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States to Have Highway Monitoring Systems by 2016

The type of program is up to each state government

Under the new regulation, federal and state highways— like I-95 shown above—will be continuously monitored. Photo by J.J. Smith
The U.S. Department of Transportation (DOT) has issued a final rule requiring the states and U.S. territories to have real-time traffic monitoring programs operational by Nov. 8, 2016. However, each state will determine the type of monitoring technology it will use.

The regulation—“Real-Time System Management Information Program”—was posted on the Federal Register on Nov. 8, 2010, and the Federal Highway Administration (FHWA) is accepting comments on the rule until Dec. 23, 2010, the day it takes effect. However, many states have already accomplished much of the work necessary to establish their realtime information program, says the notice.

The rule says, under the “Safe, Accountable, Flexible, Efficient Transportation Equity Act: A Legacy for Users” (SAFETEA-LU), the DOT is required to establish a “real-time system management information program” that provides the capability to monitor—in real-time—the traffic and travel conditions of the major highways of the United States and to share that data with state and local governments and with the traveling public.

The rule establishes minimum parameters and requirements for states to make available and share traffic and travel conditions information via realtime information programs, the notice says.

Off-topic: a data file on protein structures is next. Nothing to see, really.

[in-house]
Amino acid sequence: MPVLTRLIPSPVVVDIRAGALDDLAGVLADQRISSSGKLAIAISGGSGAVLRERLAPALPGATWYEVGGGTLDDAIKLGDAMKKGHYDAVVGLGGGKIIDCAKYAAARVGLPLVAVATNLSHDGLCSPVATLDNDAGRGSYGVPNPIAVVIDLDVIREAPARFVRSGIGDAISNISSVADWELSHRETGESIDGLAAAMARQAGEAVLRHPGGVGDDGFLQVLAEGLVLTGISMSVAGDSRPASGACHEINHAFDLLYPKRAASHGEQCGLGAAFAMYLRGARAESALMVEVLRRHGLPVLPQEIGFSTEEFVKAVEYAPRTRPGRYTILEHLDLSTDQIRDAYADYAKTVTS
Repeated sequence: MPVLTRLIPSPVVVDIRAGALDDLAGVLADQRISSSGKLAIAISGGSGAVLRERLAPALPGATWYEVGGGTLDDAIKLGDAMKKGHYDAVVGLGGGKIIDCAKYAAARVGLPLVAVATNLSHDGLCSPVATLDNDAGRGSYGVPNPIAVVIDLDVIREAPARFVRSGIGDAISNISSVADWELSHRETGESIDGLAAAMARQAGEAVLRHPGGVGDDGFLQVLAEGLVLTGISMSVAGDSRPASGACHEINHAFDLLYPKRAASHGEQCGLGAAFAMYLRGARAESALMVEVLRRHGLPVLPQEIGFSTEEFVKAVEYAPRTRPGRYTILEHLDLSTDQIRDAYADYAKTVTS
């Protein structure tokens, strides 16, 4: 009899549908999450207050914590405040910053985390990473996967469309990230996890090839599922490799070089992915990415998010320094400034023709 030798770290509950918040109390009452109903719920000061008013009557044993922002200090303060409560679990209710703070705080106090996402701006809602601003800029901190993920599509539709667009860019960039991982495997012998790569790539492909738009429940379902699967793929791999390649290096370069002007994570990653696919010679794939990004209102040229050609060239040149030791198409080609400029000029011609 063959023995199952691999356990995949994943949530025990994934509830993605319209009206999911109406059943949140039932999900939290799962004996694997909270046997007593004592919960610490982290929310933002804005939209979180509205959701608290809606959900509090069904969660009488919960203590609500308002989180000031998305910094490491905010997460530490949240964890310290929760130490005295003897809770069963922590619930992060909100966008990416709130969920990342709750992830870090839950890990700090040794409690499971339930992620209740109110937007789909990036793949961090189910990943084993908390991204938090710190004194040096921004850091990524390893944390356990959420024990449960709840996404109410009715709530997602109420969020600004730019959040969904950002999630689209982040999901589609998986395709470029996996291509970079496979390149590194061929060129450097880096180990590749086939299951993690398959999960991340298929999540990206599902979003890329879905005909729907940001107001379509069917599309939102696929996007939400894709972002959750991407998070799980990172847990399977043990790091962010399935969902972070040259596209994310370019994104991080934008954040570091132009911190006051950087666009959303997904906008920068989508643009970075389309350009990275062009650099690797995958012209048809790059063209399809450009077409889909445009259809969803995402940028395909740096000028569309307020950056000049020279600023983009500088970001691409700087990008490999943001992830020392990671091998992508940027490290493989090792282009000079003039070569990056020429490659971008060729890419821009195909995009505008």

In addition, while the rule becomes effective Dec. 23, 2010, the establishment of the real-time information program for traffic and travel conditions reporting along Interstate system highways shall be completed by Nov. 8, 2014, while a real-time information program for traffic and travel conditions reporting along the state-designated metropolitan area routes of significance shall be completed by Nov. 8, 2016.

A system to monitor the traffic and travel conditions of the major highways of the United States and to share that information to improve the security of the surface transportation system is needed to address congestion problems; to support improved response to weather events and surface transportation incidents; and to facilitate national and regional highway traveler information, the notice says.


However, the regulations do not impose any requirement for the states to apply a specific technology, or a specific technology-dependent application, or a specific business approach for establishing a realtime information program. States and other public agencies are encouraged to consider any salient technology that yields information consistent with the requirements set forth in the rule.

States are also encouraged to work with value added information providers to establish real-time information programs. Value added information providers presently and in the future will create information products for commercial use, for sale to a customer base, or for other commercial enterprise purposes. Such products could be derived from public sector sources in addition to the private sector’s own capabilities for creating information content.

Comments can be submitted electronically to the Federal eRulemaking portal online. All comments should include the document number DOCIN: fr08no10-4. Comments must be received by the close of business on Dec. 23, 2010, and any late-filed comments will be considered to the extent practicable, the notice says.